12. I have been reading posts about ASHP issues and the thread below has provoked some thought: Since we at still at the stage where we still have lot of options over where to locate an ASHP plus MVHR system I am wondering if there was any value in positioning the MVHR exhaust duct so that it could blow over the ASHP? From what I have read there may only be a few degrees C above the external temperature in the exhaust stream during the cooler months, but would that be of any value in helping reduce the frequency of defrost cycles that the ASHP goes through? I am assuming that it would be relatively simple to direct the MVHR exhaust away from the ASHP once the ambient temperatures rise, should the ASHP be used for cooling in the summer months (this could be manually done). The energy (combined with the flow rate) from the MVHR exhaust may be insufficient to make any real difference but it seemed worth asking the question since it will be running continuously anyway.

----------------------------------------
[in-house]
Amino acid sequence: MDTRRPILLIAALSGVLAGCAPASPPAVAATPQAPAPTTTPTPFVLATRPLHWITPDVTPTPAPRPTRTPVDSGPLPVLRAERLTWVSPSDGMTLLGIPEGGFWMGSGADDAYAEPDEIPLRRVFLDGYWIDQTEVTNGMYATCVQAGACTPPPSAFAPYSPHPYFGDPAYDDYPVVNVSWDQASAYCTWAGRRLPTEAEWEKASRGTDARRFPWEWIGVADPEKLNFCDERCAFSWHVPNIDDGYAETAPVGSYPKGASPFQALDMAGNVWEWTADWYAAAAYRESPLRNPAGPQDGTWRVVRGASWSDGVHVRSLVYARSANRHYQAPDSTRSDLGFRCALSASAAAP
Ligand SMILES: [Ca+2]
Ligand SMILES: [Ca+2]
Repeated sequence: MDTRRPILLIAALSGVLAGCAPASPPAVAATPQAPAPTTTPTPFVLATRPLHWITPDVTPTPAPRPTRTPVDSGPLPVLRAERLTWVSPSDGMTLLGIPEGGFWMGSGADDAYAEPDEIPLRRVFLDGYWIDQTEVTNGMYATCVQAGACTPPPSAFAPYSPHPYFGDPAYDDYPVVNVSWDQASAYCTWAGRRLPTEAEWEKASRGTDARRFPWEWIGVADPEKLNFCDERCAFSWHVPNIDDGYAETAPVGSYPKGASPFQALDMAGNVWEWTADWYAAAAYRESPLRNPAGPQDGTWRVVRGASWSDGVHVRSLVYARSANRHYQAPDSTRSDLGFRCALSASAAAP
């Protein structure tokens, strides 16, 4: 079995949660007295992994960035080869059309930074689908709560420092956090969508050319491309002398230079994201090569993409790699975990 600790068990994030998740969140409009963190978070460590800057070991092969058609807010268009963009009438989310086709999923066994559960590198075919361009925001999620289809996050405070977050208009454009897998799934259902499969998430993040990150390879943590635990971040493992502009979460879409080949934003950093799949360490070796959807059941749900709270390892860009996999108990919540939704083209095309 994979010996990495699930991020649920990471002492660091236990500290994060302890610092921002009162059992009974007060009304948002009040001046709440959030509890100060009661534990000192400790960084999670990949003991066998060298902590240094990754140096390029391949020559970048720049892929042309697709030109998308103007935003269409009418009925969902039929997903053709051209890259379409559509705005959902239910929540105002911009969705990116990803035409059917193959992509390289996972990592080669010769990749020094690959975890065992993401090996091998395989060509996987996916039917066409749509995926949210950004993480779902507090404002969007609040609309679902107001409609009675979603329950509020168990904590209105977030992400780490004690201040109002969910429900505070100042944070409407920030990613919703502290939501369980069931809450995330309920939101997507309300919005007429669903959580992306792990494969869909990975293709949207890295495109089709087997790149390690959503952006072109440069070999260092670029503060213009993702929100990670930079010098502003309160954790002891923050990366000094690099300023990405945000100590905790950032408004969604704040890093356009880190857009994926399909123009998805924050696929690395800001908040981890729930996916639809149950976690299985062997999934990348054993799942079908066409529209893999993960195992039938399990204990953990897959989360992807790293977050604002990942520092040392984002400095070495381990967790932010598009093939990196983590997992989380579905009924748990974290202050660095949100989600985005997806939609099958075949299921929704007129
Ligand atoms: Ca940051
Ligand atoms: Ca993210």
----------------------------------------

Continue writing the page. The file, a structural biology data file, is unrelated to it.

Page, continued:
13. Another question. What have other people done when it comes to providing for routes through the fabric of the building to future proof the insertion of additional cabling/pipes etc without compromising the airtightness (or make it tricky to sort out) when the future change takes place? I suppose this is a bit of a chicken and egg question since you don't really know where these future cables/pipes are going to go?